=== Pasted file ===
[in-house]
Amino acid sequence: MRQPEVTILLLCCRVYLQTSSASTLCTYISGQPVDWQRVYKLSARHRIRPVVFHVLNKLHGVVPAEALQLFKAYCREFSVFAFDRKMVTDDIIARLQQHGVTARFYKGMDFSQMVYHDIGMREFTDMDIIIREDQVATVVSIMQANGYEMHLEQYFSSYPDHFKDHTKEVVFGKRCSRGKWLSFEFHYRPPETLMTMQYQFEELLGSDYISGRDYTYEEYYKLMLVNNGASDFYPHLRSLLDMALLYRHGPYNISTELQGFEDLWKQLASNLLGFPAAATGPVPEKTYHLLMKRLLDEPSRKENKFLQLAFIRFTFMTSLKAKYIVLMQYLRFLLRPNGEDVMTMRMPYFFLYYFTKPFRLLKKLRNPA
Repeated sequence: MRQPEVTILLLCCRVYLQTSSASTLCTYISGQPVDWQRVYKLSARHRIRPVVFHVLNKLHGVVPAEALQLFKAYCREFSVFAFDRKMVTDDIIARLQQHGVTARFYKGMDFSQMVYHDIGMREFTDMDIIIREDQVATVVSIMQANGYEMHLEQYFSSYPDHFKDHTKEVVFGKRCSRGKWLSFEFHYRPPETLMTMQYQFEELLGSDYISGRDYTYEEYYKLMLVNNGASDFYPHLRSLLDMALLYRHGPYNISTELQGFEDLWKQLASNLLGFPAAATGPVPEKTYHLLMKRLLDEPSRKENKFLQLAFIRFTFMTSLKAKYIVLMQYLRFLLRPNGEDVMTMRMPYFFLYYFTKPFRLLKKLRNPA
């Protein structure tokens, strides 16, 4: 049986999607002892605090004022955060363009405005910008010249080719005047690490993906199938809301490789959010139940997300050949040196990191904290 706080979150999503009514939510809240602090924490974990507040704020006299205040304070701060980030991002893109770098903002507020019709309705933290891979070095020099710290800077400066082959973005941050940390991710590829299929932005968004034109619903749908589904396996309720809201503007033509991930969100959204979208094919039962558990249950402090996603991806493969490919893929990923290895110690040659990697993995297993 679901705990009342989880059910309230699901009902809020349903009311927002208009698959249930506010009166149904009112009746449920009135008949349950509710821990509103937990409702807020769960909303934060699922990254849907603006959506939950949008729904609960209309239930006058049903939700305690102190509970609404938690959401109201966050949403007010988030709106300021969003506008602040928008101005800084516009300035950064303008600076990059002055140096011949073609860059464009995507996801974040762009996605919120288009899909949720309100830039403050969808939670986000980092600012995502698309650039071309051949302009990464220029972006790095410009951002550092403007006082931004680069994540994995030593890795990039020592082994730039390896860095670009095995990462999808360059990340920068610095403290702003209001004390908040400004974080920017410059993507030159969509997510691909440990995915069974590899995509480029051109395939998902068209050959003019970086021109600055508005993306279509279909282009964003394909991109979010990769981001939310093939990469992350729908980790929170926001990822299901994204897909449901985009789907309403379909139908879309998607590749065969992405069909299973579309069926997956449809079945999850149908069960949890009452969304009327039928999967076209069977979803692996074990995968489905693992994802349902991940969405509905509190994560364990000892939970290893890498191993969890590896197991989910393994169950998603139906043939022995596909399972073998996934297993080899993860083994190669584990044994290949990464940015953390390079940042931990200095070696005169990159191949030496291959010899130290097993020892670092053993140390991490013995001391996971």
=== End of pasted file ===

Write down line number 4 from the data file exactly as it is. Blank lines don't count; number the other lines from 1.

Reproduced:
């Protein structure tokens, strides 16, 4: 049986999607002892605090004022955060363009405005910008010249080719005047690490993906199938809301490789959010139940997300050949040196990191904290 706080979150999503009514939510809240602090924490974990507040704020006299205040304070701060980030991002893109770098903002507020019709309705933290891979070095020099710290800077400066082959973005941050940390991710590829299929932005968004034109619903749908589904396996309720809201503007033509991930969100959204979208094919039962558990249950402090996603991806493969490919893929990923290895110690040659990697993995297993 679901705990009342989880059910309230699901009902809020349903009311927002208009698959249930506010009166149904009112009746449920009135008949349950509710821990509103937990409702807020769960909303934060699922990254849907603006959506939950949008729904609960209309239930006058049903939700305690102190509970609404938690959401109201966050949403007010988030709106300021969003506008602040928008101005800084516009300035950064303008600076990059002055140096011949073609860059464009995507996801974040762009996605919120288009899909949720309100830039403050969808939670986000980092600012995502698309650039071309051949302009990464220029972006790095410009951002550092403007006082931004680069994540994995030593890795990039020592082994730039390896860095670009095995990462999808360059990340920068610095403290702003209001004390908040400004974080920017410059993507030159969509997510691909440990995915069974590899995509480029051109395939998902068209050959003019970086021109600055508005993306279509279909282009964003394909991109979010990769981001939310093939990469992350729908980790929170926001990822299901994204897909449901985009789907309403379909139908879309998607590749065969992405069909299973579309069926997956449809079945999850149908069960949890009452969304009327039928999967076209069977979803692996074990995968489905693992994802349902991940969405509905509190994560364990000892939970290893890498191993969890590896197991989910393994169950998603139906043939022995596909399972073998996934297993080899993860083994190669584990044994290949990464940015953390390079940042931990200095070696005169990159191949030496291959010899130290097993020892670092053993140390991490013995001391996971």